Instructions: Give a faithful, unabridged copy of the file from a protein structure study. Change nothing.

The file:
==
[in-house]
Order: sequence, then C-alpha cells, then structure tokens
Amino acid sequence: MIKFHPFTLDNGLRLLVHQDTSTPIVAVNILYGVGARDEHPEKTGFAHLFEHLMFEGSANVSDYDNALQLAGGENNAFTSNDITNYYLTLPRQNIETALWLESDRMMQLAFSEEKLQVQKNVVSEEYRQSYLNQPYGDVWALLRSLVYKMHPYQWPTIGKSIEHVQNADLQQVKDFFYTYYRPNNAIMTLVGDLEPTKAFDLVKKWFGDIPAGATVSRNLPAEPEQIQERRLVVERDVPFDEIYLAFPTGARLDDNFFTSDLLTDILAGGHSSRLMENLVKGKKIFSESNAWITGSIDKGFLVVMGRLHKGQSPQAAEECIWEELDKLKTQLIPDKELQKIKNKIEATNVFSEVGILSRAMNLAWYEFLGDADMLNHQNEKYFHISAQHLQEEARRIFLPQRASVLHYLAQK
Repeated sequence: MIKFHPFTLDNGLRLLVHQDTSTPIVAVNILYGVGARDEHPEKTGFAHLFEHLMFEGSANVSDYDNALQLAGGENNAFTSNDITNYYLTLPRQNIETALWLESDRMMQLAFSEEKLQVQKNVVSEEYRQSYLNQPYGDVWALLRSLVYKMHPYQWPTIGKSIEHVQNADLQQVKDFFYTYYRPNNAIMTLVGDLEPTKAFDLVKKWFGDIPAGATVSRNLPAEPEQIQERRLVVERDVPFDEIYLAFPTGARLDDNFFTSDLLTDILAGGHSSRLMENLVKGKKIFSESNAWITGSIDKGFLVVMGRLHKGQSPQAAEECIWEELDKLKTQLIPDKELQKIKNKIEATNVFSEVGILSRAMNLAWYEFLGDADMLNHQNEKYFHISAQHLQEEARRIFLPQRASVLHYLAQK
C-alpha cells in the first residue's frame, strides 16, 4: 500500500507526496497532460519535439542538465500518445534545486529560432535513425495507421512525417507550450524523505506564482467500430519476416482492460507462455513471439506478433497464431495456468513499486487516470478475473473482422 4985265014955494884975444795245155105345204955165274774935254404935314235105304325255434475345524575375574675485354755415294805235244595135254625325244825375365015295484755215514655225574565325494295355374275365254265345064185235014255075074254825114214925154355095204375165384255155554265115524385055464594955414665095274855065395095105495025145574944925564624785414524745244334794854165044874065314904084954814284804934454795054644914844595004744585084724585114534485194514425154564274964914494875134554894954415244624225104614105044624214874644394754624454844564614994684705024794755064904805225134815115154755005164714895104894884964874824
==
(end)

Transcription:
[in-house]
Order: sequence, then C-alpha cells, then structure tokens
Amino acid sequence: MIKFHPFTLDNGLRLLVHQDTSTPIVAVNILYGVGARDEHPEKTGFAHLFEHLMFEGSANVSDYDNALQLAGGENNAFTSNDITNYYLTLPRQNIETALWLESDRMMQLAFSEEKLQVQKNVVSEEYRQSYLNQPYGDVWALLRSLVYKMHPYQWPTIGKSIEHVQNADLQQVKDFFYTYYRPNNAIMTLVGDLEPTKAFDLVKKWFGDIPAGATVSRNLPAEPEQIQERRLVVERDVPFDEIYLAFPTGARLDDNFFTSDLLTDILAGGHSSRLMENLVKGKKIFSESNAWITGSIDKGFLVVMGRLHKGQSPQAAEECIWEELDKLKTQLIPDKELQKIKNKIEATNVFSEVGILSRAMNLAWYEFLGDADMLNHQNEKYFHISAQHLQEEARRIFLPQRASVLHYLAQK
Repeated sequence: MIKFHPFTLDNGLRLLVHQDTSTPIVAVNILYGVGARDEHPEKTGFAHLFEHLMFEGSANVSDYDNALQLAGGENNAFTSNDITNYYLTLPRQNIETALWLESDRMMQLAFSEEKLQVQKNVVSEEYRQSYLNQPYGDVWALLRSLVYKMHPYQWPTIGKSIEHVQNADLQQVKDFFYTYYRPNNAIMTLVGDLEPTKAFDLVKKWFGDIPAGATVSRNLPAEPEQIQERRLVVERDVPFDEIYLAFPTGARLDDNFFTSDLLTDILAGGHSSRLMENLVKGKKIFSESNAWITGSIDKGFLVVMGRLHKGQSPQAAEECIWEELDKLKTQLIPDKELQKIKNKIEATNVFSEVGILSRAMNLAWYEFLGDADMLNHQNEKYFHISAQHLQEEARRIFLPQRASVLHYLAQK
C-alpha cells in the first residue's frame, strides 16, 4: 500500500507526496497532460519535439542538465500518445534545486529560432535513425495507421512525417507550450524523505506564482467500430519476416482492460507462455513471439506478433497464431495456468513499486487516470478475473473482422 4985265014955494884975444795245155105345204955165274774935254404935314235105304325255434475345524575375574675485354755415294805235244595135254625325244825375365015295484755215514655225574565325494295355374275365254265345064185235014255075074254825114214925154355095204375165384255155554265115524385055464594955414665095274855065395095105495025145574944925564624785414524745244334794854165044874065314904084954814284804934454795054644914844595004744585084724585114534485194514425154564274964914494875134554894954415244624225104614105044624214874644394754624454844564614994684705024794755064904805225134815115154755005164714895104894884964874824